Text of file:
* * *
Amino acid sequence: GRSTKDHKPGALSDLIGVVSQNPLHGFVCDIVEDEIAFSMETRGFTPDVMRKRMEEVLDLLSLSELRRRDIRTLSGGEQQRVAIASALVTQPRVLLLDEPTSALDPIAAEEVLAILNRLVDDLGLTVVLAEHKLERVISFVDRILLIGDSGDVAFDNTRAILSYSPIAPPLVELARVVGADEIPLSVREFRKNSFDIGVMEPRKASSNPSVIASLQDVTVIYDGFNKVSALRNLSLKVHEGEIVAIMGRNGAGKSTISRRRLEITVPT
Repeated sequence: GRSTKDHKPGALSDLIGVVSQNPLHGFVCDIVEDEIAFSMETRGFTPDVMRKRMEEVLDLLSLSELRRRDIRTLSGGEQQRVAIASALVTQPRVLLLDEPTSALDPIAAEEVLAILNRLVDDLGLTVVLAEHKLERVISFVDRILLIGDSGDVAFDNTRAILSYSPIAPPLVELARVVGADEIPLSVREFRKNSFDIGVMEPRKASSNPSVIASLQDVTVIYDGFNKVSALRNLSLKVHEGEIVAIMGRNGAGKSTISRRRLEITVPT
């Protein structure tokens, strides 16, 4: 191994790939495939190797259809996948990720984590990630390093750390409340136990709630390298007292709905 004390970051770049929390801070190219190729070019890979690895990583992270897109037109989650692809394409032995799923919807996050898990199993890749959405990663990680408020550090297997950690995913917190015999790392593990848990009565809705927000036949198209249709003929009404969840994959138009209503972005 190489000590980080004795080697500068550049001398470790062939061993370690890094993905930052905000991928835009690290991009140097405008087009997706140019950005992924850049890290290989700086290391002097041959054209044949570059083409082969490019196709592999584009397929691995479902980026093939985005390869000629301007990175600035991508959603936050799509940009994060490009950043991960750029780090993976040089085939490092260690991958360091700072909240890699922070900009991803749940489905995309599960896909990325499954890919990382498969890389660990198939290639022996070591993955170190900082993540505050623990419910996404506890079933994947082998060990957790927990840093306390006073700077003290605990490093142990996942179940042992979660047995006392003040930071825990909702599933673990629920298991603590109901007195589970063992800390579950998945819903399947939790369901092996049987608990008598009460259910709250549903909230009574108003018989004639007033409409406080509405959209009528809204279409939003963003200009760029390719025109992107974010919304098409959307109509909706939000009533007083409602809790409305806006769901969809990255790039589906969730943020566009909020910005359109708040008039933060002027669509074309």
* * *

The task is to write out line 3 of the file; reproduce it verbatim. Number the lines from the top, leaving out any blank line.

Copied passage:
């Protein structure tokens, strides 16, 4: 191994790939495939190797259809996948990720984590990630390093750390409340136990709630390298007292709905 004390970051770049929390801070190219190729070019890979690895990583992270897109037109989650692809394409032995799923919807996050898990199993890749959405990663990680408020550090297997950690995913917190015999790392593990848990009565809705927000036949198209249709003929009404969840994959138009209503972005 190489000590980080004795080697500068550049001398470790062939061993370690890094993905930052905000991928835009690290991009140097405008087009997706140019950005992924850049890290290989700086290391002097041959054209044949570059083409082969490019196709592999584009397929691995479902980026093939985005390869000629301007990175600035991508959603936050799509940009994060490009950043991960750029780090993976040089085939490092260690991958360091700072909240890699922070900009991803749940489905995309599960896909990325499954890919990382498969890389660990198939290639022996070591993955170190900082993540505050623990419910996404506890079933994947082998060990957790927990840093306390006073700077003290605990490093142990996942179940042992979660047995006392003040930071825990909702599933673990629920298991603590109901007195589970063992800390579950998945819903399947939790369901092996049987608990008598009460259910709250549903909230009574108003018989004639007033409409406080509405959209009528809204279409939003963003200009760029390719025109992107974010919304098409959307109509909706939000009533007083409602809790409305806006769901969809990255790039589906969730943020566009909020910005359109708040008039933060002027669509074309």